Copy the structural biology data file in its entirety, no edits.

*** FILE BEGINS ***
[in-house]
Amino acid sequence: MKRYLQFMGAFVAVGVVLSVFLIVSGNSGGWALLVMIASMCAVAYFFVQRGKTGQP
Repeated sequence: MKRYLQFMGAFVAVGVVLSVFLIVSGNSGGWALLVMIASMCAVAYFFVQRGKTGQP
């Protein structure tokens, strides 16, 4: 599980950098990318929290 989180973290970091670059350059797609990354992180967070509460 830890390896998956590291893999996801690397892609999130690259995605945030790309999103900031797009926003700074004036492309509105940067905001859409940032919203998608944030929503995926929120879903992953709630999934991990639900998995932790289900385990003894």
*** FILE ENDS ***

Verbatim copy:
[in-house]
Amino acid sequence: MKRYLQFMGAFVAVGVVLSVFLIVSGNSGGWALLVMIASMCAVAYFFVQRGKTGQP
Repeated sequence: MKRYLQFMGAFVAVGVVLSVFLIVSGNSGGWALLVMIASMCAVAYFFVQRGKTGQP
């Protein structure tokens, strides 16, 4: 599980950098990318929290 989180973290970091670059350059797609990354992180967070509460 830890390896998956590291893999996801690397892609999130690259995605945030790309999103900031797009926003700074004036492309509105940067905001859409940032919203998608944030929503995926929120879903992953709630999934991990639900998995932790289900385990003894």